The European Championships for juniors and young riders produced controversy this year. Clearly the weather was extreme, over 40°C at times, and that’s nobody’s fault, but there must be strategies around keeping horses and riders comfortable.
Riders, as a rule, can take care of themselves (or not, in the case of fainting children) but what about the horse, who can’t?
Surely there was enough advance warning? The forecast indicated a heatwave was highly likely, so why were no fans and cooling mists — which we’ve had before — provided? It’s not a question of hot areas not holding shows, but, for the welfare of the horse, there has to be a plan.
I’ve competed at Vidauban several times. Bernadette Brune does a wonderful job and she can’t be held responsible. The FEI has to take control to ensure conditions are managed and adapted to. Having spoken to trainers there, conditions sounded pretty horrendous. Welfare has to be in the right order on the list — at the top.
Team prospects on show
Hartpury’s CDI (pictured) has really put itself on the international stage with top stabling, surfaces and a wonderful ambience. Very few places in the world at which I’ve competed have such good surfaces. The fact that our team prospects (the team will have been picked by the time this is in print) were competing on home soil attracted a huge audience — and a slot on the evening TV news made for a real festival.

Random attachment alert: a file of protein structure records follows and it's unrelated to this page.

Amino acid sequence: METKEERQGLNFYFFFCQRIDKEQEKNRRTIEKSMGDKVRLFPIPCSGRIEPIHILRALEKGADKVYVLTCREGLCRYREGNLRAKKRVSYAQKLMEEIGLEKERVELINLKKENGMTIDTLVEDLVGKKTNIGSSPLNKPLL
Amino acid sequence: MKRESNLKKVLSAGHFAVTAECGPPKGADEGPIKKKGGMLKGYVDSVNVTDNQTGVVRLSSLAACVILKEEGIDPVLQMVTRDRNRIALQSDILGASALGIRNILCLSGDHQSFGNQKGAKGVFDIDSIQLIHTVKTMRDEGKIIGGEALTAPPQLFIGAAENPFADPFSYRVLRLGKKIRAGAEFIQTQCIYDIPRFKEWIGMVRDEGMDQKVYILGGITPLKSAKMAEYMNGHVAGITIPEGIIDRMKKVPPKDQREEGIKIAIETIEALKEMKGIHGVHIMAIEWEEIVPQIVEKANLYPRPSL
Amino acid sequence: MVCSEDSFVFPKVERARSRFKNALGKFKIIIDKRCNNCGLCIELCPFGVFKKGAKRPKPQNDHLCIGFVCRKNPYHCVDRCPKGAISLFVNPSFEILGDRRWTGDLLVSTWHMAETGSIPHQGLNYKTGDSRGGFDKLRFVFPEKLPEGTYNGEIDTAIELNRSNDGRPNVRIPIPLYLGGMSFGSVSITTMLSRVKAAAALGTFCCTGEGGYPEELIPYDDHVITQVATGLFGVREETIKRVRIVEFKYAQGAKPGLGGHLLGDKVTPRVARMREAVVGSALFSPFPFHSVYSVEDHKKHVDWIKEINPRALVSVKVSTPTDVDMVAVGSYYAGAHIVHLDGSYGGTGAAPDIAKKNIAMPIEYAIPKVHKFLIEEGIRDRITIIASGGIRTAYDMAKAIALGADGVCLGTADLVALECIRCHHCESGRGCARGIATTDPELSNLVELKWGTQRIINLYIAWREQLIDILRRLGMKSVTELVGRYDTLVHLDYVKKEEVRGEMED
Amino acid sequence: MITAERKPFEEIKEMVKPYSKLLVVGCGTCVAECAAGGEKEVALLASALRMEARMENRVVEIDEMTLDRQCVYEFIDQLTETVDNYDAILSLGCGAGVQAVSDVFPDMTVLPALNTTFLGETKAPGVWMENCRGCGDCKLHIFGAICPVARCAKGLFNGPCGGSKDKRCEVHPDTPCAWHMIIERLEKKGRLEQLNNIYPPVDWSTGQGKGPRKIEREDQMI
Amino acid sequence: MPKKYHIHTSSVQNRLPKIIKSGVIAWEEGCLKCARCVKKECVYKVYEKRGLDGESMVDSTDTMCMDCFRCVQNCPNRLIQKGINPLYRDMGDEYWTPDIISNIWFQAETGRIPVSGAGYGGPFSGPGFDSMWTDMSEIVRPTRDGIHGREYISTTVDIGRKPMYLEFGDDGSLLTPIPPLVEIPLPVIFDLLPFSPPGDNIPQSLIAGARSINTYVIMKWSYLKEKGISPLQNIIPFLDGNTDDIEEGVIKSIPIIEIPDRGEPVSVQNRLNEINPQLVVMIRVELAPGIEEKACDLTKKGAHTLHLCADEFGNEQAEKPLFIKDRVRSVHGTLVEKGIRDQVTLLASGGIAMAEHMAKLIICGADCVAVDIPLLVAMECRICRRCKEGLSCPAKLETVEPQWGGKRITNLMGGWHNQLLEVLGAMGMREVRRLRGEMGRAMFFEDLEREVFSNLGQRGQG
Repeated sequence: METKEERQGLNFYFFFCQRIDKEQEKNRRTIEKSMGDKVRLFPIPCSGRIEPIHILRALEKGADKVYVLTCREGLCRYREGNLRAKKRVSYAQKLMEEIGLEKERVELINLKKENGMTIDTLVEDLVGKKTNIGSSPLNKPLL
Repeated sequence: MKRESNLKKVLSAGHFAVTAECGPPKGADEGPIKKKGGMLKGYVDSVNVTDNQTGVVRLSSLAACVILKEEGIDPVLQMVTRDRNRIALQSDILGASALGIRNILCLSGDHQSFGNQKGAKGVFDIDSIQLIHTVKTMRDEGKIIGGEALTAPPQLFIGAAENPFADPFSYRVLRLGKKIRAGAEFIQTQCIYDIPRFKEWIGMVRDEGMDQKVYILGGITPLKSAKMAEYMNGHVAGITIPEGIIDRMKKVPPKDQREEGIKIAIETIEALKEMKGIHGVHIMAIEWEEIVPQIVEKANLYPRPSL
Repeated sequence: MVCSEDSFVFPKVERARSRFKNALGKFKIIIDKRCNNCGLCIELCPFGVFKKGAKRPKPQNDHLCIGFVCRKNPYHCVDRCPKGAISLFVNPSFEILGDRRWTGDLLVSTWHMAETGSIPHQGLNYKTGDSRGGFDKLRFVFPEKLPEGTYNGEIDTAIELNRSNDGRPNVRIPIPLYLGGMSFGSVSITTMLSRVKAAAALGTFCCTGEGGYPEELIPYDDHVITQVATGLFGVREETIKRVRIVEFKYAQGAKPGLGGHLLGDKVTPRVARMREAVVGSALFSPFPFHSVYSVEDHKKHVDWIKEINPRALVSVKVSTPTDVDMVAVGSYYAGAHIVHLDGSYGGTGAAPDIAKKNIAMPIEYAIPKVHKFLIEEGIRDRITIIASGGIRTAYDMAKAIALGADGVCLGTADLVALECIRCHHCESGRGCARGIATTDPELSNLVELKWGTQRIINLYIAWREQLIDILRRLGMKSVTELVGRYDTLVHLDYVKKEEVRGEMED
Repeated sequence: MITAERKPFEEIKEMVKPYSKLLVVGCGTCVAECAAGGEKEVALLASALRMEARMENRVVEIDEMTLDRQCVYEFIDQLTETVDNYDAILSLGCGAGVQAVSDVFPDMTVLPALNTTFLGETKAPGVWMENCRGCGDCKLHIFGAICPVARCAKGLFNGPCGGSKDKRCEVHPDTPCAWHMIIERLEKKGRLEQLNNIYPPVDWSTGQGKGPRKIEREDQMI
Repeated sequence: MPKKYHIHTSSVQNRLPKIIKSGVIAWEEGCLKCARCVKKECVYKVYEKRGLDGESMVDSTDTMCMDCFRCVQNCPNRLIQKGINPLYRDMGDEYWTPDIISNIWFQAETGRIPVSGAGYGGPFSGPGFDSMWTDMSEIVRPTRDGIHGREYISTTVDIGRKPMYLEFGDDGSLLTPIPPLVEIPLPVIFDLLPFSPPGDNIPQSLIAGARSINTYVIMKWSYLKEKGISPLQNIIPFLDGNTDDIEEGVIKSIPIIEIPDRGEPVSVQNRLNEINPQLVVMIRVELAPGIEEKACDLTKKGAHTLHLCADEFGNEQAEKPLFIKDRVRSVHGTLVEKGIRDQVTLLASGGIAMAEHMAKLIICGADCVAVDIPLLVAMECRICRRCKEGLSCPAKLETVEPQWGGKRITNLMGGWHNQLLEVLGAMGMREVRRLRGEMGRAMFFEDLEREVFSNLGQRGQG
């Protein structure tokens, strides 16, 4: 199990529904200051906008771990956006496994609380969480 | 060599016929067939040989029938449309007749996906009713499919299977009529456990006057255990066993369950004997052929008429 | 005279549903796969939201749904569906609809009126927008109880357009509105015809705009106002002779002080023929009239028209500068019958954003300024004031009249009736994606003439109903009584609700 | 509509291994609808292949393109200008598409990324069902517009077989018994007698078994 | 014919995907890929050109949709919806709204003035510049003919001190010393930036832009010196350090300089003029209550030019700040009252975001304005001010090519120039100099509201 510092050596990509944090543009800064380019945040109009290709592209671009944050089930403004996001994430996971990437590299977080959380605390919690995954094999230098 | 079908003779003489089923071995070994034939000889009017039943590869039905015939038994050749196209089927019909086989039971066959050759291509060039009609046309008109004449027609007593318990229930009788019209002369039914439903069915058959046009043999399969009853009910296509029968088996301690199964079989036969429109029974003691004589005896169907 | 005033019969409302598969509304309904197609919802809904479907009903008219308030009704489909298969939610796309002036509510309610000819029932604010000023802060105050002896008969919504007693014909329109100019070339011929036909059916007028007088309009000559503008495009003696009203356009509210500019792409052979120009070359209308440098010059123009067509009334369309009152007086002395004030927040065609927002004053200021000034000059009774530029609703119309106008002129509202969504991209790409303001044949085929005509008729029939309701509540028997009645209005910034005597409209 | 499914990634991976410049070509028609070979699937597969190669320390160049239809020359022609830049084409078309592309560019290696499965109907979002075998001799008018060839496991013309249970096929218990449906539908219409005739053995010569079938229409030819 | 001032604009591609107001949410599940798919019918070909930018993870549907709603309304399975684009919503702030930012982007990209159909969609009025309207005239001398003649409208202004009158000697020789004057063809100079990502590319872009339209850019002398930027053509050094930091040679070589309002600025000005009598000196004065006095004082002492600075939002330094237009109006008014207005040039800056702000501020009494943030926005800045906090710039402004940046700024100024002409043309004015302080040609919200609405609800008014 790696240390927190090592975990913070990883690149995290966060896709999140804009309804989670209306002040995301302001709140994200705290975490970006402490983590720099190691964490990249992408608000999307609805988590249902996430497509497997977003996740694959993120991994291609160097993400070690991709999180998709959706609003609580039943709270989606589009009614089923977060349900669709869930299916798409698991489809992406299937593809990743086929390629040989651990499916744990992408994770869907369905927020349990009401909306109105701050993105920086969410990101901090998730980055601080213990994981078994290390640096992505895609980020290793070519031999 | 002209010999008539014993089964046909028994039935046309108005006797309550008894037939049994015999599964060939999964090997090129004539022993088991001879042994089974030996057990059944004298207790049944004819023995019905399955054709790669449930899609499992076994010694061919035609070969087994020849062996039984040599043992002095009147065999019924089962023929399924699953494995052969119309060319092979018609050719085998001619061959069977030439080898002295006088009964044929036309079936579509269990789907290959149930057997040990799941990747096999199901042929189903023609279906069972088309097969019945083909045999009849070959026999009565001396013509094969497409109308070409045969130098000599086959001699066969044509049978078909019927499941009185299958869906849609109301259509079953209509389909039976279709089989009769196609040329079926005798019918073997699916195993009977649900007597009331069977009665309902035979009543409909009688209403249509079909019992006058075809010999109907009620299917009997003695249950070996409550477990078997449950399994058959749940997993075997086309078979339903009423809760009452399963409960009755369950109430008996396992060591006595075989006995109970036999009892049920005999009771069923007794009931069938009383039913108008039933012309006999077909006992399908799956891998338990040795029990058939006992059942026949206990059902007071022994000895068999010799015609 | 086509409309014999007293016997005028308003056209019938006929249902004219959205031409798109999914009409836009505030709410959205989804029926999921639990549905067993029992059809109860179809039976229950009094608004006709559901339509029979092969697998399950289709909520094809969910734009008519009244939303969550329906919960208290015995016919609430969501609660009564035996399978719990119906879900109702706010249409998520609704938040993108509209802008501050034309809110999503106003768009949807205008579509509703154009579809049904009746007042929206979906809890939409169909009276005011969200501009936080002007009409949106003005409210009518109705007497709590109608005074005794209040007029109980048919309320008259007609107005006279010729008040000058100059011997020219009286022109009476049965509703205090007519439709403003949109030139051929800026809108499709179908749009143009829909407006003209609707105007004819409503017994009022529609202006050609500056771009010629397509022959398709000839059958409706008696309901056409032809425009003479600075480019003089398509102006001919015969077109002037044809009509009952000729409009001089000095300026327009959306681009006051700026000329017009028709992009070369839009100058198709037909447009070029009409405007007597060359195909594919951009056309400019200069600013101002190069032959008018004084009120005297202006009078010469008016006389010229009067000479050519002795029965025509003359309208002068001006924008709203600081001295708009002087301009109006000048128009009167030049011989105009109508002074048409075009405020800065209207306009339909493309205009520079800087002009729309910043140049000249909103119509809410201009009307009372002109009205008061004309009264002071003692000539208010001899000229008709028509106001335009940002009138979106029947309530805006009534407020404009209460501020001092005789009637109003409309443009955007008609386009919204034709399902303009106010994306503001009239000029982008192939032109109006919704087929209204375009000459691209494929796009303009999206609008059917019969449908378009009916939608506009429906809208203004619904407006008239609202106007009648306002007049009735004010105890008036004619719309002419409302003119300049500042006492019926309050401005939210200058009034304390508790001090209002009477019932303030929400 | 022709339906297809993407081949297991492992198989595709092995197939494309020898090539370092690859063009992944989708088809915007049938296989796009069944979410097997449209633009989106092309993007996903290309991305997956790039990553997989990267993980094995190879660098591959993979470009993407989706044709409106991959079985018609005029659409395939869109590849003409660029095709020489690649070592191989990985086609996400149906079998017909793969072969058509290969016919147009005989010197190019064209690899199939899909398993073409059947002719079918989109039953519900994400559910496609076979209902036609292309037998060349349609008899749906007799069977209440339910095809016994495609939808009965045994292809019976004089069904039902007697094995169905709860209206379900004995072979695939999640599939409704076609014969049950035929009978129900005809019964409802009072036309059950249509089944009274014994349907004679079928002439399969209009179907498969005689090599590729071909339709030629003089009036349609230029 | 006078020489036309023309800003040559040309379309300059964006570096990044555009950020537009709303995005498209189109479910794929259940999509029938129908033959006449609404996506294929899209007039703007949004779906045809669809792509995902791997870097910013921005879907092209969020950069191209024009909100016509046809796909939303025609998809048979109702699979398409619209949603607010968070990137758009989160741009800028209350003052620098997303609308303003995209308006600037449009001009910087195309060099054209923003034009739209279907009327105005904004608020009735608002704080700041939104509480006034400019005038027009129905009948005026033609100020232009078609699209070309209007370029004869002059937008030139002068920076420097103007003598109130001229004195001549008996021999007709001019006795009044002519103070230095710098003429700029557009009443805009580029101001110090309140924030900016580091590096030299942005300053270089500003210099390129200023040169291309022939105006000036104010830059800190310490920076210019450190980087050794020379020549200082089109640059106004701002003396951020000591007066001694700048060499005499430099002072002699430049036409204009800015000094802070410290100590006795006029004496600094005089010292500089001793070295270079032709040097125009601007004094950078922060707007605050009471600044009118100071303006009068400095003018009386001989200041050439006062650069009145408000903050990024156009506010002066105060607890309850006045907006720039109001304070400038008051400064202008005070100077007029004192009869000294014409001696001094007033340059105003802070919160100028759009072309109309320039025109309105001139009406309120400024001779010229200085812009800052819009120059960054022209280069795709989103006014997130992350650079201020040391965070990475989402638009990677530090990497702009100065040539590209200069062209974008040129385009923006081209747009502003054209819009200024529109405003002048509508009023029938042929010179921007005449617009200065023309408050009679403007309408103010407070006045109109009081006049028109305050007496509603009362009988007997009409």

It’s such a shame that more foreign competitors don’t come, but with the increasing costs of travel and ferries, plus the nightmare situation for lorries crossing the Channel — the risk of invasion by illegal immigrants — it’s perhaps not surprising.
The teams already selected for the upcoming Aachen Europeans look very exciting.
German national coach Monica Theodorescu and the selectors have of course included Totilas. He impressed at Hagen, his only competition this year, which I can’t help but think has been a tactical decision to save him for the Europeans. The job of the selectors is to pick a gold-medal team, which is a huge pressure. We must remember Aachen on home ground is a huge deal for Germany, but I can’t help feeling sorry for some of the other competitors who fulfilled the criteria, produced high scores and weren’t selected.
That said, finally Totilas and Valegro go head-to-head at a major championship, which people will be looking forward to (and no doubt bitching about!). Charlotte, Fiona Bigwood and I look good for Team GBR and with Michael Eilberg directing his attentions to Marakov, their last grand prix score (73.6%) makes them hot for the fourth spot.
There was something about Hartpury that brought out the best. Valegro did a good grand prix, though it showed the need for tweaking. His special looked on for a record until a mistake in the one-times, a timely reminder to keep us on our toes.
And Nip Tuck? Every time I think he’s reached the ceiling, he pulls out more stops and reminds me never to say never. Fiona’s mare Atterupgaards Orthilia is truly world-class. At only 10 she needs to be ridden carefully with Rio in mind.
With grands prix of 85%, 78% and 76%, this could be a really exciting championship for us.
Other riders showing promise were Gareth Hughes with Classic Briolinca and Henriette Anderson with Warlocks Charm. Over in Hagen, Spencer Wilton scored 73% in the special with Supernova, so there is at last some depth to our squad.
Finally, Valegro and Nip Tuck were surprised after getting on the lorry for their latest party to find there was no plane nor ferry — just a 20-minute trip down the road!
Ref: Horse & Hound; 23 July 2015